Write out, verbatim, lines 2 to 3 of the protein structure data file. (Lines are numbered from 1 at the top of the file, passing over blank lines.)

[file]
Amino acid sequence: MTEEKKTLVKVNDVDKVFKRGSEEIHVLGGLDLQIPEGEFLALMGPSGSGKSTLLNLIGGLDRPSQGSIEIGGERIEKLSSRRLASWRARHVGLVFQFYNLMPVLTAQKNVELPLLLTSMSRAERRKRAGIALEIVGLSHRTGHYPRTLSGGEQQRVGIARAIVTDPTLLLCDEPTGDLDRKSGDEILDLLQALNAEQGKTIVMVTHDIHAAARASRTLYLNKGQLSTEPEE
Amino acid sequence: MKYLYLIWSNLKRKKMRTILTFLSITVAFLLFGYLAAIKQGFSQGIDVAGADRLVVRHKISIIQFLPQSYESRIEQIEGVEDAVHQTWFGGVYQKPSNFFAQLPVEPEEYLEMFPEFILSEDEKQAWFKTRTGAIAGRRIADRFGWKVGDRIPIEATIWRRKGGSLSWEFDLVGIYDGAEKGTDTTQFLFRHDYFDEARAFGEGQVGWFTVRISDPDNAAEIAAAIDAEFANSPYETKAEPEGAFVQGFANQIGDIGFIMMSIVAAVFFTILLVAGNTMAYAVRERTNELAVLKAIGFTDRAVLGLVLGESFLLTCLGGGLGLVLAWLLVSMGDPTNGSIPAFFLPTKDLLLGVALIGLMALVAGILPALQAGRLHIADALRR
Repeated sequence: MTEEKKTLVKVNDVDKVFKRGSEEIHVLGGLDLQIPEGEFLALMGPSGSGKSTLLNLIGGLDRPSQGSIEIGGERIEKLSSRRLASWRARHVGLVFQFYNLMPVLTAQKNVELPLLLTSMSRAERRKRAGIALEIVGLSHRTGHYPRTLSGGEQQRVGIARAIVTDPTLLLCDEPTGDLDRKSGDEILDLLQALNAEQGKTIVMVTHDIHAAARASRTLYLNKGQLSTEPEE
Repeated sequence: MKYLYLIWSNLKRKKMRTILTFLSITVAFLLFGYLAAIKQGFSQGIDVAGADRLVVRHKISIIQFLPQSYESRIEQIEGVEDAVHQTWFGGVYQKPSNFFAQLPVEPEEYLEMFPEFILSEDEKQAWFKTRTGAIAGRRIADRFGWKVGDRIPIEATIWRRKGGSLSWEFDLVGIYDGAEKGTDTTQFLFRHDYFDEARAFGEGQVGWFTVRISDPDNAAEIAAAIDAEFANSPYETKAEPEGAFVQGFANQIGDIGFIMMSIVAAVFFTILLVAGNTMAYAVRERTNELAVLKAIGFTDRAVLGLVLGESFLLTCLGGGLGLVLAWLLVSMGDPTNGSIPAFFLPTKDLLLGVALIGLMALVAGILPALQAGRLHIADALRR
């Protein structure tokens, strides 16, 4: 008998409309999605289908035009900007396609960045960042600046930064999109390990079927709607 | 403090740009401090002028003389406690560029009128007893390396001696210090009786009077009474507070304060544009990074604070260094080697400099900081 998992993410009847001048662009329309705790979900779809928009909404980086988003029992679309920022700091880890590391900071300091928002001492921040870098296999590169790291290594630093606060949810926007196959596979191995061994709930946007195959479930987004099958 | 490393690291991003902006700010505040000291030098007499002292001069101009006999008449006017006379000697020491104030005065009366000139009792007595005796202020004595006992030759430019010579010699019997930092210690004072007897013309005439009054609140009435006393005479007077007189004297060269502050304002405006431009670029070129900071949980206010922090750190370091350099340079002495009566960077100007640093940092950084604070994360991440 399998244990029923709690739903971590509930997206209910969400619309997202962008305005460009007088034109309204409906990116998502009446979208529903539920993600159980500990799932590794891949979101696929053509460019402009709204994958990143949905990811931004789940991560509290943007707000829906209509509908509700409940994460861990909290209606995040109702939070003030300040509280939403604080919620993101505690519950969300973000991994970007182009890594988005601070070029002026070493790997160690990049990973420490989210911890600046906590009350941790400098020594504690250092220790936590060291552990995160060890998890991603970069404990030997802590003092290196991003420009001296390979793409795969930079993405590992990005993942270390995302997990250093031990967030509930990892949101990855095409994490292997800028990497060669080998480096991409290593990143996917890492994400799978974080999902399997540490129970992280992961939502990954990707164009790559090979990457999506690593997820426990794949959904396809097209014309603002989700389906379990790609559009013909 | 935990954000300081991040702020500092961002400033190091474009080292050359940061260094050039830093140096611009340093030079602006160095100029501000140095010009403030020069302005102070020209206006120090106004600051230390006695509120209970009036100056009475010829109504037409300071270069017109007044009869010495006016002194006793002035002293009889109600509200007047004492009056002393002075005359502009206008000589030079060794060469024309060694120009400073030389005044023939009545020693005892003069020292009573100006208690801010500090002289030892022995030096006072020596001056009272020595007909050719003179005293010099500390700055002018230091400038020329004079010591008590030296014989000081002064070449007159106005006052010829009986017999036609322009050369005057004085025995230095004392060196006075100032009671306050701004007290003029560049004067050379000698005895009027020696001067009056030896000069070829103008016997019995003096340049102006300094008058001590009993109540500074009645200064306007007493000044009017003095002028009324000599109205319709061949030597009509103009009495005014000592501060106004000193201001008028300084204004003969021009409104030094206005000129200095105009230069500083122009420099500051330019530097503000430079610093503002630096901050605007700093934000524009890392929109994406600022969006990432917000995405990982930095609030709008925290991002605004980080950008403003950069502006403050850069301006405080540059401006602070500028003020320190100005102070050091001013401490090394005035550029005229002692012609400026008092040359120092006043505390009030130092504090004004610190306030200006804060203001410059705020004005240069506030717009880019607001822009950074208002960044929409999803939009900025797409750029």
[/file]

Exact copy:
Amino acid sequence: MKYLYLIWSNLKRKKMRTILTFLSITVAFLLFGYLAAIKQGFSQGIDVAGADRLVVRHKISIIQFLPQSYESRIEQIEGVEDAVHQTWFGGVYQKPSNFFAQLPVEPEEYLEMFPEFILSEDEKQAWFKTRTGAIAGRRIADRFGWKVGDRIPIEATIWRRKGGSLSWEFDLVGIYDGAEKGTDTTQFLFRHDYFDEARAFGEGQVGWFTVRISDPDNAAEIAAAIDAEFANSPYETKAEPEGAFVQGFANQIGDIGFIMMSIVAAVFFTILLVAGNTMAYAVRERTNELAVLKAIGFTDRAVLGLVLGESFLLTCLGGGLGLVLAWLLVSMGDPTNGSIPAFFLPTKDLLLGVALIGLMALVAGILPALQAGRLHIADALRR
Repeated sequence: MTEEKKTLVKVNDVDKVFKRGSEEIHVLGGLDLQIPEGEFLALMGPSGSGKSTLLNLIGGLDRPSQGSIEIGGERIEKLSSRRLASWRARHVGLVFQFYNLMPVLTAQKNVELPLLLTSMSRAERRKRAGIALEIVGLSHRTGHYPRTLSGGEQQRVGIARAIVTDPTLLLCDEPTGDLDRKSGDEILDLLQALNAEQGKTIVMVTHDIHAAARASRTLYLNKGQLSTEPEE